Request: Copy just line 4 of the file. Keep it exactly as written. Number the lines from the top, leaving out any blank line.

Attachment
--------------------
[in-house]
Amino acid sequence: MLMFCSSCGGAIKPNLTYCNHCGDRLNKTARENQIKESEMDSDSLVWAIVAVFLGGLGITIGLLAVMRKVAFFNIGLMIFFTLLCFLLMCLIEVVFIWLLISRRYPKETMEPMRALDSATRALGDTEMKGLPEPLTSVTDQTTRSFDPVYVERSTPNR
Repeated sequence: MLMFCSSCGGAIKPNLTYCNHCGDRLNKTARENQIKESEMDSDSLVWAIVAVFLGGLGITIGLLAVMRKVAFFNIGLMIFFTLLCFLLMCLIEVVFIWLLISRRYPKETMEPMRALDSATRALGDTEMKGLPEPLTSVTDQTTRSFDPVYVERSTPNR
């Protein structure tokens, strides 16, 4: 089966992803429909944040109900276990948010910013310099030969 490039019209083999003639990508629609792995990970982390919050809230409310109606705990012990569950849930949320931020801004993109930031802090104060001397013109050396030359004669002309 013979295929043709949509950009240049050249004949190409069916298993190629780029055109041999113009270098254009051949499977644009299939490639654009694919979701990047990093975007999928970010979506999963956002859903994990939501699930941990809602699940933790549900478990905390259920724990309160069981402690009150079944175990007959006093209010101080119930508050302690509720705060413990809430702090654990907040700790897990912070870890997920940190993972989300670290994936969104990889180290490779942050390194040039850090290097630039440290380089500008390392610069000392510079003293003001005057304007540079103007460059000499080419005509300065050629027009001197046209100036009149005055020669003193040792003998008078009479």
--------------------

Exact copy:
């Protein structure tokens, strides 16, 4: 089966992803429909944040109900276990948010910013310099030969 490039019209083999003639990508629609792995990970982390919050809230409310109606705990012990569950849930949320931020801004993109930031802090104060001397013109050396030359004669002309 013979295929043709949509950009240049050249004949190409069916298993190629780029055109041999113009270098254009051949499977644009299939490639654009694919979701990047990093975007999928970010979506999963956002859903994990939501699930941990809602699940933790549900478990905390259920724990309160069981402690009150079944175990007959006093209010101080119930508050302690509720705060413990809430702090654990907040700790897990912070870890997920940190993972989300670290994936969104990889180290490779942050390194040039850090290097630039440290380089500008390392610069000392510079003293003001005057304007540079103007460059000499080419005509300065050629027009001197046209100036009149005055020669003193040792003998008078009479």